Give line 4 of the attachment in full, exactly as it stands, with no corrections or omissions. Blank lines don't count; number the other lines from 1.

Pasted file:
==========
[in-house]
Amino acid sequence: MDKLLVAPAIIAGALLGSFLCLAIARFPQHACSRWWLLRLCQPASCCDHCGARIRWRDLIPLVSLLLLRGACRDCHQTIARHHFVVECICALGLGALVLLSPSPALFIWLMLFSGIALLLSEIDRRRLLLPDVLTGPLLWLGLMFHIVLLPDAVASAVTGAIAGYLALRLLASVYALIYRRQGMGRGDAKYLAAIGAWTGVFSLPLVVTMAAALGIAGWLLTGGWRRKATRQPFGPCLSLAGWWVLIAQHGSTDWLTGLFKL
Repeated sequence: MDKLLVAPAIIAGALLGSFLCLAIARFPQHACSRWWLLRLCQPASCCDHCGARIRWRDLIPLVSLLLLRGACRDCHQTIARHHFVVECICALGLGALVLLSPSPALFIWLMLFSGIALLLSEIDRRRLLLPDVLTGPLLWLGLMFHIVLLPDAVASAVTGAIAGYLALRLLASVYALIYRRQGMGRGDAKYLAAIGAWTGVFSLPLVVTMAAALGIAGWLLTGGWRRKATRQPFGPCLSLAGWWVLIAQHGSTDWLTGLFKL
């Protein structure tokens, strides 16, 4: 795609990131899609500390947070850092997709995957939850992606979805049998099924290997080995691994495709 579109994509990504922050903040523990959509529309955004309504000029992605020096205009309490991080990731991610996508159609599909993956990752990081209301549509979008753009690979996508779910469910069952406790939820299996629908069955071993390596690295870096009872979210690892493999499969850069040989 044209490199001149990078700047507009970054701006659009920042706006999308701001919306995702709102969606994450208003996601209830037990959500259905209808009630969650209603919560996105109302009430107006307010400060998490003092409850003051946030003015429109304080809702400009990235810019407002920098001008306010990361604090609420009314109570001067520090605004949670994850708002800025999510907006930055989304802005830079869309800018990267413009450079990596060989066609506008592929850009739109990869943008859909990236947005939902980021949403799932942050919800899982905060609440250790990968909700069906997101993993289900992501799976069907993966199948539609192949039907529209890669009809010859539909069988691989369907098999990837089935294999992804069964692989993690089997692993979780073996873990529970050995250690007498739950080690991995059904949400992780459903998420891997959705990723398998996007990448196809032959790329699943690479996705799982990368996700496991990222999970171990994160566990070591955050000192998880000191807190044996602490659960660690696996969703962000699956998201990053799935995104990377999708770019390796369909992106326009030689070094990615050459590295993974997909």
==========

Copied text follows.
């Protein structure tokens, strides 16, 4: 795609990131899609500390947070850092997709995957939850992606979805049998099924290997080995691994495709 579109994509990504922050903040523990959509529309955004309504000029992605020096205009309490991080990731991610996508159609599909993956990752990081209301549509979008753009690979996508779910469910069952406790939820299996629908069955071993390596690295870096009872979210690892493999499969850069040989 044209490199001149990078700047507009970054701006659009920042706006999308701001919306995702709102969606994450208003996601209830037990959500259905209808009630969650209603919560996105109302009430107006307010400060998490003092409850003051946030003015429109304080809702400009990235810019407002920098001008306010990361604090609420009314109570001067520090605004949670994850708002800025999510907006930055989304802005830079869309800018990267413009450079990596060989066609506008592929850009739109990869943008859909990236947005939902980021949403799932942050919800899982905060609440250790990968909700069906997101993993289900992501799976069907993966199948539609192949039907529209890669009809010859539909069988691989369907098999990837089935294999992804069964692989993690089997692993979780073996873990529970050995250690007498739950080690991995059904949400992780459903998420891997959705990723398998996007990448196809032959790329699943690479996705799982990368996700496991990222999970171990994160566990070591955050000192998880000191807190044996602490659960660690696996969703962000699956998201990053799935995104990377999708770019390796369909992106326009030689070094990615050459590295993974997909």